It’s the first week of your new life. And to celebrate, you’re going to do the only thing the British know how to do well: drink and party like there’s no tomorrow.
Of course, this is not just what fresher’s week is all about, but it’s a large part of it. Fresher’s week, called by its proper name ‘Orientation Week’, is a period before the start of the academic year in which students can enrol, sign up to societies, attend events, and generally get accustomed to and ready for university life.
Fresher’s week can last from three days to a month, and is often the time when you meet many of the people who will be your friends for life. Needless to say, you don’t want to go into it unprepared.
Get the most out of it while making sure you don’t burn out after the first night with our quick guide to preparing for fresher’s week.
Keep in the know
If there’s one thing you need to do to prepare for fresher’s week, it’s connect yourself up to all the social media channels and groups and uni pages. Do this now and you’ll get in on the best gigs and events before they sell out, not to mention ensure you don’t miss that one everyone will be talking about for weeks.
Even if you don’t use it normally, Facebook is usually where most unis post information about fresher’s week. You’ll also find other crucial uni info and tips on things like accommodation, courses, societies, and guest speakers too.
Universities also tend to have fresher’s week sections on their websites. There you’ll find pages dedicated to what to bring, how to get to halls and campuses, what to expect when you arrive, where to register, etc.
Expect fresher’s flu
Fresher’s flu may sound something to be proud of, but speaking as someone who’s been to university four times, trust me, it’s far from it.
Fresher’s flu is what happens when you get a mix of foam parties, heavy drinking, exhaustion, singing and shouting, and thousands of different people from all over the world meeting and mingling, often in the same space, together in one big phlegmy mess.
Safe to say, your immune system takes a bit of a hit, and the result can be everything from a sore throat and headache to sever coughing, a fever, and nausea. The treatment is simple: take it easy, get lots of rest, exercise, stay hydrated, and stock up well on mum’s home cooked meals.
Sort your cash out
If you want to prepare for fresher’s week well, money should be on your mind. If it’s not, it will be once you realise you can only afford tinned soup for dinner and you have to go crying to your parents for beer money.
Having a rough budget figured out will help take some strain off so you’re free to get the most out of fresher’s week and stay independent. Universities typically have guides to living costs and budgeting on their websites, but what you do spend will be highly dependent on your habits.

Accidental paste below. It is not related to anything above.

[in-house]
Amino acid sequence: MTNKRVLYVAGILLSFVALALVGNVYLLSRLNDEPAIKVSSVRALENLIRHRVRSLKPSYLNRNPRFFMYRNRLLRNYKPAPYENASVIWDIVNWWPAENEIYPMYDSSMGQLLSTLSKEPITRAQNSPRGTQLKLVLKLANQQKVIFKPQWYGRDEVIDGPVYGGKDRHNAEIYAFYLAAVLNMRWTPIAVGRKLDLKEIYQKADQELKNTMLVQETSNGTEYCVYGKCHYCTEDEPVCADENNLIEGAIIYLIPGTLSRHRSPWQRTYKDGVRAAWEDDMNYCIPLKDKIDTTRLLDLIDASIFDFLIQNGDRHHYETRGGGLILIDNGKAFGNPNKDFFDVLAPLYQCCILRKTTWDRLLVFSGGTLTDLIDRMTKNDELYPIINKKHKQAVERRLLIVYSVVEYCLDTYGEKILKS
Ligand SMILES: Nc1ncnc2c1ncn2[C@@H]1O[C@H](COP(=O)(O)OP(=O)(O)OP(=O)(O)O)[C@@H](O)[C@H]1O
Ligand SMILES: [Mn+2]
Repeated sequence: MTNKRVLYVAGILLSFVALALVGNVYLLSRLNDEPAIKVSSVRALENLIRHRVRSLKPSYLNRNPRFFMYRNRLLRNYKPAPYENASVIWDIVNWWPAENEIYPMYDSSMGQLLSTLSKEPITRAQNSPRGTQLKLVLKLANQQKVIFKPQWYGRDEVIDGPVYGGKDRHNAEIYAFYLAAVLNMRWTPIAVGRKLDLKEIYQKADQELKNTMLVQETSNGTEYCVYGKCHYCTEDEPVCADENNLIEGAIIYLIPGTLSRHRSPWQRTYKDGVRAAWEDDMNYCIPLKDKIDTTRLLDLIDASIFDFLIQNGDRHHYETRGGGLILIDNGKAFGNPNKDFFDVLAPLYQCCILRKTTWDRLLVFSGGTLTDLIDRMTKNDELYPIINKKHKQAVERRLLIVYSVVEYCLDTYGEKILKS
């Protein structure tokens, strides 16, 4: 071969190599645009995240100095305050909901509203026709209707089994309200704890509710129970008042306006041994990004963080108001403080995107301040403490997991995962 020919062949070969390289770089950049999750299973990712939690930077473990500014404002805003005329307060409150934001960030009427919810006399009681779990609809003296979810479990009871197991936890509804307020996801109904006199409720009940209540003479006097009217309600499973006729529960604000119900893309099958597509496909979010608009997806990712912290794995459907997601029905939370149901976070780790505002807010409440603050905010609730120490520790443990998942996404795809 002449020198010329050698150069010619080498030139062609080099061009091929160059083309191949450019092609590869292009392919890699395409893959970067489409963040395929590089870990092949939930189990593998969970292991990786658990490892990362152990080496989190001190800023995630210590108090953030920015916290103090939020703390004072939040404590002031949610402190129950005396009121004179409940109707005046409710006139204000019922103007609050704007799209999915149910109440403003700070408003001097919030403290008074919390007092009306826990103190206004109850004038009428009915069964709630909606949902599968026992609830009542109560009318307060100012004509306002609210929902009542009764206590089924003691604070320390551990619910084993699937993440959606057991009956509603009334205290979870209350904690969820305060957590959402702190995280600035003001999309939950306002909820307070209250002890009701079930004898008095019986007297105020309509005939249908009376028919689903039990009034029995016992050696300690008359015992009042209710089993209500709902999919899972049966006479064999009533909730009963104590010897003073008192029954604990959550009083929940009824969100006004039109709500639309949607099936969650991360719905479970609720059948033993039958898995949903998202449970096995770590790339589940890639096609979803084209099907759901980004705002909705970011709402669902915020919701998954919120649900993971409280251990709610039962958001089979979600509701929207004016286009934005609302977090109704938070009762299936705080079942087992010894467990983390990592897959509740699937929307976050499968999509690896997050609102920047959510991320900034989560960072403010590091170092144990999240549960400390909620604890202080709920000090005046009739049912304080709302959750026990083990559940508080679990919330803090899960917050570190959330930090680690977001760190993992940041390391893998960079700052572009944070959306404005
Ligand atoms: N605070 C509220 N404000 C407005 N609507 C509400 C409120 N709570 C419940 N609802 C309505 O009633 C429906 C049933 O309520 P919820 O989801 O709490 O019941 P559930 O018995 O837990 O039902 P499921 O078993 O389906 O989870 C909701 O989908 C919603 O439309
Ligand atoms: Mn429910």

Draw up a plan that includes what you want to do during fresher’s week, what you need to buy for the halls, food, trips home, and anything else, and you’ll never have to worry about your finances again (well, at least for now).
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What our students say
I had an excellent experience living in Brickworks during the last year in Dublin! All the staff members were always very friendly and did everything they could to make people feel welcome and we had a very good atmosphere among the residents. The flats themselves were comfortable and provided excellent living and working space, and the proximity to the city centre means you can experience the Dublin atmosphere. I have met many people and friends that I will take with me for life. If I were to live in Dublin, I would not hesitate to live in Brickworks again, it really was a great place to live!
Living at The Junxion has been a very homely experience for me, as from moving in on my first year of university I was a little nervous about living on my own so far away from my home in Liverpool; but that all change once I moved into my new room, as the buildings interior design gives off such a relaxing vibe that will allow you to study in peace. Although the staff in the building where so very comforting to speak to and will offer guidance on pretty much anything, as they are always there to help. Other than that I would highly recommend The Junxion to anyone as I am currently a second year living with my friend at The Junxion and I couldn’t feel more at home.
Millstone is a brilliant place to live, Ive just book for my 3rd year. The staff are kind and caring. I have love living at Millstone as it has given me independence and a bigger family.
I moved to Mayfair Court 3 years ago and we love it here. My apartment is spacious and enlightened by large windows facing Wilmslow road. Commons, including a flourishing inner garden are well kept. Staff are friendly and always there to help, and the community is diverse. Location is very convenient. There’s a bus stop at the foot of the building, a supermarket across the street, Bodey Medical Centre behind the supermarket, and plenty of restaurants and pubs around. I'm happy to call this place our home while in Manchester.
I have been living in Brickworks about 7 months. Brickworks is a great place to live in. The location is really convenient (close to city center, good public transportation, near the supermarket and so on...). The buildings are pretty new (well maintained and very clean) it also offers study rooms, cinema room, gym, roof top party room and terrace. There are a lot of common areas for entertainment (PlayStation, Pool, table tennis...). Additionally, free coffee and tea services are amazing!
Brickworks team all of them are AWESOME. They are always up for helping... I highly recommend the Brickworks for people who need a place to call home... Thanks for everything.
Searched for loads of student accommodation before I found this gem amongst the rest. Really nice sizeable apartments in a great student busy location. Would highly recommend Mezzino.